P.S. You Should Know... | Issue #285





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September 11 · Issue #285 · View online
P.S. You Should Know...
👋 Welcome back to P.S. You Should Know… probably the best newsletter published on Sundays between 6-7am CST, and definitely the best one published by me. Now in its sixth year!

my story 🚀
Daphne and I watching Grease in a retro diner.
Daphne and I watching Grease in a retro diner.
  1. Travel insurance. I booked an Airbnb for an upcoming trip and decided to buy the travel insurance they offered during checkout. This was a first for me. It cost about 6% of the total I paid. I imagine its priced right and the insurance company makes money on the product. Yet I feel like there’s more than a 1 of 15 chance that something goes wrong based on my recent travel experience. Thanks to some regulation I have 10 days to change my mind and get a refund. What do you think?
fun facts 🙌
Inside a million-dollar Instagram verification scheme. “A jeweler. A plastic surgeon. An OnlyFans Model. They and others received a blue check in likely the biggest Instagram verification scheme revealed to date. After ProPublica started asking questions, Meta removed badges from over 300 accounts.” | learn more
US Census, race and Hispanic origin. 75.8% of census-takers are “White alone” but that might not mean what you think. A reminder that even data that seems obvious can be confusing: “The concept of race is separate from the concept of Hispanic origin. Percentages for the various race categories add to 100 percent, and should not be combined with the percent Hispanic.” | learn more
Remote controlled cockroaches. This is wild. “An international team of scientists has created cyborg cockroaches, with electronics wired to their nervous systems that allow them to be remote controlled.” | learn more
oh, chicago 🏆
Don’t give strangers your phone, officials warned Chicagoans. This seems like good advice city officials should not have to give. “People can avoid the scam by not giving their personal property — such as a phone — to people they don’t know, officials said.” | learn more
tech, startups, internet ⚡
A search engine for AI prompts and their corresponding images. Stable Diffusion is an AI tool for generating images. It’s super fun to play with. It isn’t easy to prompt the right image (side note: play with it yourself here). Lexica is a search engine for over 10 million images and prompts. | learn more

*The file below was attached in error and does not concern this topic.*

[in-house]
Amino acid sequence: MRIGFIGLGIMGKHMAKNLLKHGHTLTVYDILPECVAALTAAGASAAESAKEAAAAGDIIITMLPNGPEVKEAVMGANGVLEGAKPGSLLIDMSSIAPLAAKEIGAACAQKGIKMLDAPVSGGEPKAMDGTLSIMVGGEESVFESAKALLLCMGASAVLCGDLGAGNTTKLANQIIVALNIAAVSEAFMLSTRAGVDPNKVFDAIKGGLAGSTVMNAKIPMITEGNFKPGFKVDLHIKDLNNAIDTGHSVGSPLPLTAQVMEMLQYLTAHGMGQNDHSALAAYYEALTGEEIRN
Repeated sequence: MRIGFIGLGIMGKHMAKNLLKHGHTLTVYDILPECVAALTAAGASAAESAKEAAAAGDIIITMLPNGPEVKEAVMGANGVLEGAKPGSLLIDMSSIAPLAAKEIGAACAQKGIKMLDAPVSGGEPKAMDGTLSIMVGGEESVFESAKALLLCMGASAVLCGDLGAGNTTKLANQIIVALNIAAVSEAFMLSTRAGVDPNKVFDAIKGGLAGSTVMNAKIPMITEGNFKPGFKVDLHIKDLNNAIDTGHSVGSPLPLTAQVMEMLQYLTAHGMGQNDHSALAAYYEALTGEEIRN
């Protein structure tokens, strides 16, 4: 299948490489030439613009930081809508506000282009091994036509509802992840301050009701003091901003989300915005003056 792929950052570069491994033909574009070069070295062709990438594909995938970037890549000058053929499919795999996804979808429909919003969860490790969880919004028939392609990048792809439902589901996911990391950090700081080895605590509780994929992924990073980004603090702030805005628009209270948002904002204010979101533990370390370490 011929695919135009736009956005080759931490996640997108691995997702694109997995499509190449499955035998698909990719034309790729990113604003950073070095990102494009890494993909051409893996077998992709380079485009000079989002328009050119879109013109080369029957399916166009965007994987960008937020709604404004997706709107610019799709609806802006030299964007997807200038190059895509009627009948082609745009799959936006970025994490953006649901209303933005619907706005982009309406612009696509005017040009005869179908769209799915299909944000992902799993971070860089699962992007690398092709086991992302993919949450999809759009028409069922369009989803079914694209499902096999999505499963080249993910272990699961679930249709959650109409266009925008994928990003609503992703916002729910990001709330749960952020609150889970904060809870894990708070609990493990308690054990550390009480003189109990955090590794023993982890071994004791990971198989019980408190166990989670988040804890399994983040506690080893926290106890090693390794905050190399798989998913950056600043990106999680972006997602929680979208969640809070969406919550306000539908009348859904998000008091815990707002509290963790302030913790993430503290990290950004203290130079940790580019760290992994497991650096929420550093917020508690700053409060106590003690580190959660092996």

AI art 101. A collection of 27 examples of novel AI art. The tooling is advancing rapidly, and the creativity will certainly follow. | learn more
better doing 🎯
Just that one scarce resource. “Finding the one thing that is at the heart of your value/scarcity matrix makes it much easier to focus your energy on strategic decisions.” | learn more
retail therapy 💸
Ghost marketplace to match buyers with unsold products. Retail problems keep repeating themselves. Overproduction and off-channel liquidation are two sides of the same coin. So why not a private marketplace? | learn more
under the microscope 🔬
Sugar disrupts microbiome and immune function, leading to metabolic disorders. “A new study found that sugar consumption leads to a loss of important immune cells in mice. Sugar appears to tip the microbiome balance away from bacteria that support immune cells in favor of non-beneficial bacteria.” | learn more
Anti-aging drugs are being trialed in companion dogs. The latest coverage I’ve read on the Dog Aging Project. This provides helpful context. “But dogs are just the beginning. Because they are a great model for humans, anti-aging or life-span-extending drugs that work for dogs could eventually benefit people, too.” | learn more
An implant made from pig skin restored 19 people’s eyesight. The research was recently published in Nature Biotechnology. This is a niche use case, relatively speaking, with around 4 million people globally thought to suffer from injured corneas. But not only is it promising for them, it’s also another demonstration of bioengineering solving real problems for people. | learn more
thoughts of food 🍔
The bacterial microbiome of the tomato fruit correlates with flavor chemistry. Researchers grew five types of tomatoes in soil and hydroponics to see how much bacteria impacted flavor. A lot, it seems! | learn more
Seeking the microbial edge in hydroponic tomatoes. “Phil’s project focuses on the root microbiome of hydroponic tomato plants. He wants to establish what’s there, how it is affected by plant management, and how it in turn contributes to plant health and productivity.” | learn more
teaching the kids 👩‍🏫
Higher education can rediscover its purpose. “These institutions have spent too much time and money building their brands and not enough educating their students.” This opinion piece published in the WSJ makes some suggestions. | learn more
big ideas 📚
Natural gas is a fuel of the future. An incredibly detailed write-up from Austin Vernon. “Inertia and new technology make it hard and undesirable to root out.” | learn more
New day for nuclear power? The fuel for almost all the cutting-edge nuclear reactors is high-assay, low-enriched uranium fuel (HALEU—pronounced hey-lou). The problem is the Russian government owns the only company in the world that sells it. Yet there remains optimism in the industry thanks to continued DOE awards that signal support for domestic capacity. | learn more
profiles of people 🚶
These brothers want to create a world where we can invest in other humans. “Entrepreneurs Daniil and David Liberman hope to reduce wealth inequality by creating a people-investing platform. Their idea raises uncomfortable questions.” | learn more
calls to action 👇
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